Three new mines have come into production over the last three years, reigning in over N$40 billion of fixed investments. These include the Swakop Uranium Husab mine, B2Gold's Otjikoto gold mine, and Weatherly’s Tschudi mine. The Otjikoto gold mine and the Tschudi mine are operating at full capacity, producing gold bullion and copper cathode respectively. The Husab uranium mine is expected to ramp up operations in 2019 and will become the world’s second largest uranium mine.
The recent spike in demand of battery minerals and improving commodity prices has resulted in the development of a new mine, the speedy restart of some old mining operations and prominent exploration projects. In April 2017, the Okanjande Graphite mine, under joint ownership between Gecko Namibia and Imerys Graphite and Carbon, produced first tonnages of graphite flakes. Towards the end of 2017, Desert Lion Energy also produced lithium from the old Rubicon and Helikon mines while African Tantalum produced Namibia’s first shipment of Tantalum pentoxide. North River Resources is also re-developing the Namib Lead and Zinc mine in the Erongo region for production early in 2019. Furthermore, Weatherly is considering modest restarts at the Matchless and Otjihase mines. There is also near-future potential for other copper projects such as Craton’s Omitiomire project as well as the old Berg Aukas and Kombat mines.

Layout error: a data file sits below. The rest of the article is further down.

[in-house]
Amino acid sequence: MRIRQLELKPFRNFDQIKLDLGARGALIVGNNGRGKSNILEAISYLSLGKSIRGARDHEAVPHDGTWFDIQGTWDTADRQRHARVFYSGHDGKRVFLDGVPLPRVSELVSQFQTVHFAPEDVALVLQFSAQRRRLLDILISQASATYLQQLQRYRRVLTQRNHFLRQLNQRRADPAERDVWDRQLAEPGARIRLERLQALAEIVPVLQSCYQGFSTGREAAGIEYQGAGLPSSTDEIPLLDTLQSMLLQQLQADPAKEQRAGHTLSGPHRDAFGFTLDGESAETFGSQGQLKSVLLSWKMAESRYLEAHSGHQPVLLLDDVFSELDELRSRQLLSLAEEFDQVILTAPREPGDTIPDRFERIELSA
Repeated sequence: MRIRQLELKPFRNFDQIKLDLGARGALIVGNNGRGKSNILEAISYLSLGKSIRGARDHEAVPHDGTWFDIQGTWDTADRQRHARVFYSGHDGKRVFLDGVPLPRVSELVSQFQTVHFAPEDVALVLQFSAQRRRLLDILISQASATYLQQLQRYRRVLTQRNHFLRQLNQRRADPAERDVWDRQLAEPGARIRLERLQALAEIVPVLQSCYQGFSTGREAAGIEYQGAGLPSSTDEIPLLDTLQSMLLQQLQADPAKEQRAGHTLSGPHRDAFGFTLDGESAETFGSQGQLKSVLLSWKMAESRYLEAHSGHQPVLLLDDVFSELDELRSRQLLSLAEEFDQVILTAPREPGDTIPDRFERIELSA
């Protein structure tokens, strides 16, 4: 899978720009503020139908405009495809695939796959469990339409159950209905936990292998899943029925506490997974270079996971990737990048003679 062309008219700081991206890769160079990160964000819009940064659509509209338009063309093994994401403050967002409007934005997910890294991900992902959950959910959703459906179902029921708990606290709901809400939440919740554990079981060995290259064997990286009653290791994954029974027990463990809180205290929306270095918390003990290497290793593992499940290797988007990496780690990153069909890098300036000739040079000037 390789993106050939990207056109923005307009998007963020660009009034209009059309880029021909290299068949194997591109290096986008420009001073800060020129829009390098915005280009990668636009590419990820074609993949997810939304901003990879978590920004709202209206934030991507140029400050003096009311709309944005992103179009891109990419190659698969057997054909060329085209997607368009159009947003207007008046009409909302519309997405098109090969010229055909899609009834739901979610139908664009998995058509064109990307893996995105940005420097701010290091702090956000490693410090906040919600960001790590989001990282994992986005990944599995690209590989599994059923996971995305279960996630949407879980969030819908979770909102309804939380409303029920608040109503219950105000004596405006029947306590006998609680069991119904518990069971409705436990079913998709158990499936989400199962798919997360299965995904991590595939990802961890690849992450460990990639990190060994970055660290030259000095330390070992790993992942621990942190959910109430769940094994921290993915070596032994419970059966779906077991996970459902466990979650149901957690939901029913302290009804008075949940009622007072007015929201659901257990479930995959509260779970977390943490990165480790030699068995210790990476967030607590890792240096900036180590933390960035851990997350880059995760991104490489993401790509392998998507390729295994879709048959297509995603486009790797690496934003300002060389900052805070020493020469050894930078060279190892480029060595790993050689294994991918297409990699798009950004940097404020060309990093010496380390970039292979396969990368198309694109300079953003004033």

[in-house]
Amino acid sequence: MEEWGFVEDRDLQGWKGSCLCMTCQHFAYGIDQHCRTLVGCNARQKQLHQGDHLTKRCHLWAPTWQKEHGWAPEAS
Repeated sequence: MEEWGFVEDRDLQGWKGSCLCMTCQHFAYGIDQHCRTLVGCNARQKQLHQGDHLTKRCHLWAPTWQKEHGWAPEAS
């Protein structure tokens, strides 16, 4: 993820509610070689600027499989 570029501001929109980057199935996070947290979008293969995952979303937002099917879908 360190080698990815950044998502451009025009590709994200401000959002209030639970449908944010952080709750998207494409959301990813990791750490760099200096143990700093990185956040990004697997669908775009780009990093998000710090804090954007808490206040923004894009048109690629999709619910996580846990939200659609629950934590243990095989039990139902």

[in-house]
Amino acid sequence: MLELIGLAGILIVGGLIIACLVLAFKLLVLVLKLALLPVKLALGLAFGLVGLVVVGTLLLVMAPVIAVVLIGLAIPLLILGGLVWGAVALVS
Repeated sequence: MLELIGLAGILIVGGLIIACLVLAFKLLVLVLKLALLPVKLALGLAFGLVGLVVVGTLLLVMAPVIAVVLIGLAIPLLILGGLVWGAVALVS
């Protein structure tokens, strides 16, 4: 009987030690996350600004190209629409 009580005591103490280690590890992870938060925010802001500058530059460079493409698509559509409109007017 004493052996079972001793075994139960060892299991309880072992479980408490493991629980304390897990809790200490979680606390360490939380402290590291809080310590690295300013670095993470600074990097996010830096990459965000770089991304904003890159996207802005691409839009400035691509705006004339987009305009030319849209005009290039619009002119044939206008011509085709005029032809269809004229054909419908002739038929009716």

Prominent exploration projects include several rare earths deposits and the Opuwo Cobalt project; under joint development by Gecko Namibia and Celsius Resources, which has yielded promising results to date.